As of today, Asake remains the only artist who has commanded such steep ticket prices in a debut year. But there’s another reason some fans don’t think the prices can be justified. From the domestic front to a string of US tour shows, fans have been critical of Asake’s performances, calling them “underwhelming.” His recent concert in Birmingham fell short of expectations: there was a stampede and Asake arrived late.
Although the artist has apologized, there have been calls for him to do better and put in more work in organization, discipline, and artistic showmanship. One thing is certain, though: there will be a huge turnout for the artist this December. Could this trigger further price hike in concert tickets?
Burna Boy performs onstage during 2022 Made In America(Photo by Theo Wargo/Getty Images for Roc Nation)
“It may be a bad precedent considering the state of the economy and what the average music fan in Nigeria can afford. But at the same time, it will enable the organizers to make a more decent living. Now that Nigerian artists are at the highest level of demand on a global level, it’s only fair that the ticket prices begin to reflect their status,” says Femi Aribisala, the recently appointed Global Marketing Manager at Mavin Records.
Broader observations have been made on the concert-going experience in the country. In recent times, concert-goers have decried the late arrivals of artists to their own shows, poor showmanship and spells of technical hiccups. Grave concerns around rape, sexual harassment and theft have heightened public fear. In 2019, the Nativeland concert was shut down prematurely due to a stampede that left many injured. Overcrowding delivers its own risks to public safety at these concerts.
All things considered, accessing concerts for fans may entail a go-for-broke disposition moving forward. Break the bank, or go home. Recently, the arrival of e-ticketing infrastructure is slowly commanding a presence, making it easier for tickets to be purchased online. In light of Asake’s costly concert tickets, e-ticketing companies have no hand in fixing ticket prices.
“It doesn’t directly mean cheaper access to events, concerts, etc.” Folayemi Augusto, co-founder of Tix.africa, said to OkayAfrica via email. “E-ticketing can reduce the overheads related to ticket sales. For instance, it would cost more in terms of rent and staffing to set up a physical ticket shop, while it’s cheaper and faster to start selling tickets online using a ticketing platform like Tix.”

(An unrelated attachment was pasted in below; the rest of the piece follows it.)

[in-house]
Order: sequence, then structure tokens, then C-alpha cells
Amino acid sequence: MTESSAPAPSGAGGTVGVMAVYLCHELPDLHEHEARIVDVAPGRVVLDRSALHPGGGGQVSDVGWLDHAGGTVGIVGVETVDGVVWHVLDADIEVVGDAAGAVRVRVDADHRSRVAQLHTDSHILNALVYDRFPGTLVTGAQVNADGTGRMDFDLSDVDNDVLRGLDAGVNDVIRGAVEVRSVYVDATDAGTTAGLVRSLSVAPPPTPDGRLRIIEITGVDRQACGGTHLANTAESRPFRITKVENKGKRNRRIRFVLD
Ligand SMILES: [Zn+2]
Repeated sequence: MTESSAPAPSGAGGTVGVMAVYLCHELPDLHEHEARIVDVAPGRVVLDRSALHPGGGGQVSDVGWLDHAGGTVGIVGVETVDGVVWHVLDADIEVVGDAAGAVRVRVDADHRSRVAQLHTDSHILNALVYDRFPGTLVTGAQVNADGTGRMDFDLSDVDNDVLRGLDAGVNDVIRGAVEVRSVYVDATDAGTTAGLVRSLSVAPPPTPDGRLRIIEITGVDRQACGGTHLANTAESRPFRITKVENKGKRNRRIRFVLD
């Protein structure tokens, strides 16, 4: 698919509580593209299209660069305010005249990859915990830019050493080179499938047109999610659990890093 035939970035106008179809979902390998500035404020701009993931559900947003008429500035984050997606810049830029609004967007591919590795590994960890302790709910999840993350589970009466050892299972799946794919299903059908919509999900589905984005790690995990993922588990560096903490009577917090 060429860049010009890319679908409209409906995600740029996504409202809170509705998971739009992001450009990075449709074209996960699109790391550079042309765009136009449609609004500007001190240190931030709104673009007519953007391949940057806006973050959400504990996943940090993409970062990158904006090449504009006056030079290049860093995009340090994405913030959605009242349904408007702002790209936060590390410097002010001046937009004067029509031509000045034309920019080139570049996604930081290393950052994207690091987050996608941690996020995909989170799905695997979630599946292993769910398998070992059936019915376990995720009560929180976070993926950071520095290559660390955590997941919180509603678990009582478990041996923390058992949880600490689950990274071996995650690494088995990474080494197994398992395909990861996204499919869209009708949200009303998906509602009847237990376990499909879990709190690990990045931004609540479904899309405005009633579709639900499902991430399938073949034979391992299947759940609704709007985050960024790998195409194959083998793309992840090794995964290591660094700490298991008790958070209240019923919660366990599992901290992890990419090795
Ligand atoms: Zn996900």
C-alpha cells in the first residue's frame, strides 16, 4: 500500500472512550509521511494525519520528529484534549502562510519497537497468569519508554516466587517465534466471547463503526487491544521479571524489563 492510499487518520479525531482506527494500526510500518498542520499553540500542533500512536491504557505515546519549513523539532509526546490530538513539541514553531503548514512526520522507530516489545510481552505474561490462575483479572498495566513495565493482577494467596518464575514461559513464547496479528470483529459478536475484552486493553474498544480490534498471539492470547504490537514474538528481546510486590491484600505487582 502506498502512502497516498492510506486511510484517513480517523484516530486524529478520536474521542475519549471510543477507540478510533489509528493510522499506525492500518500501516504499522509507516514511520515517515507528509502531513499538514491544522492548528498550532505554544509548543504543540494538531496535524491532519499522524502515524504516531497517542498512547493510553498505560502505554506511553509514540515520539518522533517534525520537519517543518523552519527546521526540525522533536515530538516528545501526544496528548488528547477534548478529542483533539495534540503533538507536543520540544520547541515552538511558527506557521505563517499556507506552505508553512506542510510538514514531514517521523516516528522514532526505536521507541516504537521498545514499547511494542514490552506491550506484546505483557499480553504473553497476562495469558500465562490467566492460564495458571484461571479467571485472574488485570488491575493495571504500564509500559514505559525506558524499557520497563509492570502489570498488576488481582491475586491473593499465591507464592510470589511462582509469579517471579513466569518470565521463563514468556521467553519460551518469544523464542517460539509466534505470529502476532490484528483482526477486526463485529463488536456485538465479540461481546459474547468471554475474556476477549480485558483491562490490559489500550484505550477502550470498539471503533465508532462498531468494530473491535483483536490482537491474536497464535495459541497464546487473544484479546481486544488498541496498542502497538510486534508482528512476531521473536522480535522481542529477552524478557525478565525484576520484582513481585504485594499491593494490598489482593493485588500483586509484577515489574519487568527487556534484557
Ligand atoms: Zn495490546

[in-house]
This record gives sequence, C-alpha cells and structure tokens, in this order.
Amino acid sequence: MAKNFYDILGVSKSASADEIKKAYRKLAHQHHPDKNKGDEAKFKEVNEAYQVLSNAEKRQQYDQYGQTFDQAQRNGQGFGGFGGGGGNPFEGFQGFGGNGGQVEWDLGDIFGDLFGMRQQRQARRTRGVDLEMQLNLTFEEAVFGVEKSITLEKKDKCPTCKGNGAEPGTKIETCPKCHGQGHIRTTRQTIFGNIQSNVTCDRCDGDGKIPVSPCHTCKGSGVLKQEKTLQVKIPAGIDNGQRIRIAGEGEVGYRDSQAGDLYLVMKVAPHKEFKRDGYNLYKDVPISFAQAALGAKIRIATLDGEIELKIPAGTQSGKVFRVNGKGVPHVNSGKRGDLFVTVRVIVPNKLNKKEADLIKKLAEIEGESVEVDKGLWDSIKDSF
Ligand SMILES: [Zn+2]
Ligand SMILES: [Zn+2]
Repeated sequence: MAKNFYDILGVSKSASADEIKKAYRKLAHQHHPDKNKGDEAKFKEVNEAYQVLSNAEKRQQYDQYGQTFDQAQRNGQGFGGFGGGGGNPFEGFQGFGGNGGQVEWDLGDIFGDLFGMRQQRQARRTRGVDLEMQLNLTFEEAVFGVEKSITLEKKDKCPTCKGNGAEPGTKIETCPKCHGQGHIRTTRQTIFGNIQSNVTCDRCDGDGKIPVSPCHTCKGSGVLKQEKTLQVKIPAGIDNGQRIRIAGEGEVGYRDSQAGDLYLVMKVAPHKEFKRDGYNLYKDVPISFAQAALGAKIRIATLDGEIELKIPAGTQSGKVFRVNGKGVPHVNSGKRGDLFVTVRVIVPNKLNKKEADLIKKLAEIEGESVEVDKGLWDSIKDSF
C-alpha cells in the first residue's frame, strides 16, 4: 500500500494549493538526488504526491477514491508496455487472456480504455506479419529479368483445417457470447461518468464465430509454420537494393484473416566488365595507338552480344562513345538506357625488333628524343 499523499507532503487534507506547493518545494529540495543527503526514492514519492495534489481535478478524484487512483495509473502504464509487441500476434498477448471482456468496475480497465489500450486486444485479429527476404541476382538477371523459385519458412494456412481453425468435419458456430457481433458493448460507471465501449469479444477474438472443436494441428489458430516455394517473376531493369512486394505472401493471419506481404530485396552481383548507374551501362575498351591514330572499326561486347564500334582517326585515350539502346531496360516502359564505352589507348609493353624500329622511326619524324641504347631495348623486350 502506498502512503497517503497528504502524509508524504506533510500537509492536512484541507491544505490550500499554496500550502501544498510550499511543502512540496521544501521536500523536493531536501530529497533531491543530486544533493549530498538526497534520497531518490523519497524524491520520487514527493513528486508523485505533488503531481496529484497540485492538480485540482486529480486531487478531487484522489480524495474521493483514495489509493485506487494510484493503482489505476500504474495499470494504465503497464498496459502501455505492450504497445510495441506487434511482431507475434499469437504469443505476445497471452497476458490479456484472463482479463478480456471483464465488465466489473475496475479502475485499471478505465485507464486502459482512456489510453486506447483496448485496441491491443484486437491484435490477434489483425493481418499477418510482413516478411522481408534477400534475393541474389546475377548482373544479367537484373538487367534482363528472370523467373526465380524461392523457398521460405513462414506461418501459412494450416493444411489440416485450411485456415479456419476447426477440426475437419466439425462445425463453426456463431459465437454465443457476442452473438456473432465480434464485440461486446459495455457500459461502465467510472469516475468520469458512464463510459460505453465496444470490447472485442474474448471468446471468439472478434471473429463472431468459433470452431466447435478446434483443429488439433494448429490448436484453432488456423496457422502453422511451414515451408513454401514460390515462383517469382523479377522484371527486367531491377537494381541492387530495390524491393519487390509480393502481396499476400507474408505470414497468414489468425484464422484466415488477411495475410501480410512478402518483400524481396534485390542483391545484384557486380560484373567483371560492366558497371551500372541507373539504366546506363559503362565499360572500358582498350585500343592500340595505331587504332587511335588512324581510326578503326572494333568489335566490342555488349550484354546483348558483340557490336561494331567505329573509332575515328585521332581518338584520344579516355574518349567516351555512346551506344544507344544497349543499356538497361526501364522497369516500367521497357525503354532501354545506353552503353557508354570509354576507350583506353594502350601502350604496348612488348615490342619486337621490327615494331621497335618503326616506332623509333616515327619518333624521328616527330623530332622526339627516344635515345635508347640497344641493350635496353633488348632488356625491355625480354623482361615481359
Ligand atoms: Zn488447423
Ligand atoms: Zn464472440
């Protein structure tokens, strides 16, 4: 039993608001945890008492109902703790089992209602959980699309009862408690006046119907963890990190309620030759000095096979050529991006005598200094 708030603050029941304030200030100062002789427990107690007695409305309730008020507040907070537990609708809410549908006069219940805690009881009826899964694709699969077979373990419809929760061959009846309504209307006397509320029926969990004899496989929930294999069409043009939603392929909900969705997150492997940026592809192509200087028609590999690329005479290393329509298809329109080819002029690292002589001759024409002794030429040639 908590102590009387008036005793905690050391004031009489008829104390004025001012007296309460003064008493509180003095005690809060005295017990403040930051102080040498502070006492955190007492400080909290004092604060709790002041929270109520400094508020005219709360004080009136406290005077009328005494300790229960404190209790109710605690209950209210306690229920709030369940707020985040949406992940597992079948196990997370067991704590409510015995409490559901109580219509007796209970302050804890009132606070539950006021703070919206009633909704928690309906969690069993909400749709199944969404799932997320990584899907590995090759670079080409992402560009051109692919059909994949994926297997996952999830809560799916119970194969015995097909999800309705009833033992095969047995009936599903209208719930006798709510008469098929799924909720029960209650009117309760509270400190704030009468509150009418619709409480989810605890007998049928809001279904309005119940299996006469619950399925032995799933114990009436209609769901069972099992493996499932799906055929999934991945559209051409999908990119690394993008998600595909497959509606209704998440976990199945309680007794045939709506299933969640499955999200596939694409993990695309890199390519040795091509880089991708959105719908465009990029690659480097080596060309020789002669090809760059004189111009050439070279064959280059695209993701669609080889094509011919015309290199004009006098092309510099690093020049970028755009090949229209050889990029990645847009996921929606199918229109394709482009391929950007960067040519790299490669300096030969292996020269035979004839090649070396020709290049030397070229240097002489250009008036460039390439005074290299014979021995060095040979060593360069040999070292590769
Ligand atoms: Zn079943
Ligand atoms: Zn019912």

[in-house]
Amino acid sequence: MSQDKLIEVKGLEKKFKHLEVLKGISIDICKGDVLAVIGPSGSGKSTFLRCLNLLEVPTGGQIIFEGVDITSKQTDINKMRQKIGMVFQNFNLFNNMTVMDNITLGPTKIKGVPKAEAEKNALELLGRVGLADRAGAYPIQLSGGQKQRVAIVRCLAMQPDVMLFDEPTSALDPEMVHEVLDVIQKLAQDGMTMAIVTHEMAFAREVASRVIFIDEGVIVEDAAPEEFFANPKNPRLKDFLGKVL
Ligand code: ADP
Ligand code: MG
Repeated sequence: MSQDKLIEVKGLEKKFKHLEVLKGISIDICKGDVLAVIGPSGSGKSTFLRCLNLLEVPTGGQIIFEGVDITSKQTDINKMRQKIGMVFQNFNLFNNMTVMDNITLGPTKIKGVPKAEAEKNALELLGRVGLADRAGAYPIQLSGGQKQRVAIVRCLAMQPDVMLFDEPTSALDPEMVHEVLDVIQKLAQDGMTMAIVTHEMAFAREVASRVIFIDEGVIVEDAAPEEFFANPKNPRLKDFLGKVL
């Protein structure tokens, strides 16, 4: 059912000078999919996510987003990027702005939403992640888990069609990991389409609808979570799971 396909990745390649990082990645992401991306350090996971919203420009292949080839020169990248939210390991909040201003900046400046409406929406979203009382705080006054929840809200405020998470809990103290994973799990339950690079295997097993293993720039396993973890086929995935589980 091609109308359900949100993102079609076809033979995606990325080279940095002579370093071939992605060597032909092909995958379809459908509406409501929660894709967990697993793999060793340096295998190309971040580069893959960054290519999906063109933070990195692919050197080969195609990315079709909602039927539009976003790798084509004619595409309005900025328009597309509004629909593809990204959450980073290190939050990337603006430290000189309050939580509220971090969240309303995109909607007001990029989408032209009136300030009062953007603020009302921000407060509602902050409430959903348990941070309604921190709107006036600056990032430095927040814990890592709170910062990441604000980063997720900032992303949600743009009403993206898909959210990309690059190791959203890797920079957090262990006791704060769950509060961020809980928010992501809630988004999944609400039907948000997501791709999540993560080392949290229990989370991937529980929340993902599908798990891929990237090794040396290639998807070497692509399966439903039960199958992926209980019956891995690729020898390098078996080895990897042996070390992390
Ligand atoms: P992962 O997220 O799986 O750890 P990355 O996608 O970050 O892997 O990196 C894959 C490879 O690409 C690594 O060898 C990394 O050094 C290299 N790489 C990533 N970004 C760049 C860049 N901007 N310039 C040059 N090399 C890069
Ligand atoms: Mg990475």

Nigeria’s concert experience needs improvement, but much of it will come from show organizers themselves. Putting together a concert or music festival involves a number of things, with a venue being top priority. But currently, there aren’t many venues with huge capacities. In turn, this inadequacy has held in place the tiered ticket price system. For stakeholders looking to recoup their money, this strategy continues to serve them.
The future of concerts where VIP and tables are eradicated would mean a search for bigger venues. By doing so, ticket prices should predictably fall. “That’s only possible when you have a venue like Madison Square Garden that can take 20,000 people. In Nigeria, Eko Hotel is the nicest indoor venue and it can only take 5,000 people. Landmark indoors can take 3,000 people, if you push it. Outdoor Eko Atlantic can take 7,000. We need bigger venues that have between 25,000 and 30,000 seating capacity.” Enaohwo said.
Aribisala believes that starting concerts on time needs to be adopted to meet global professional standards. In addition, the infusion of technology and props can make concerts immersive. “We need to take a look at how concerts are put together and structured in the big leagues, and bring that same energy to the Nigerian scene,” he says. “Nigerian artists are now considered to be serious global players, so every other aspect of the industry needs to catch up to these expectations.”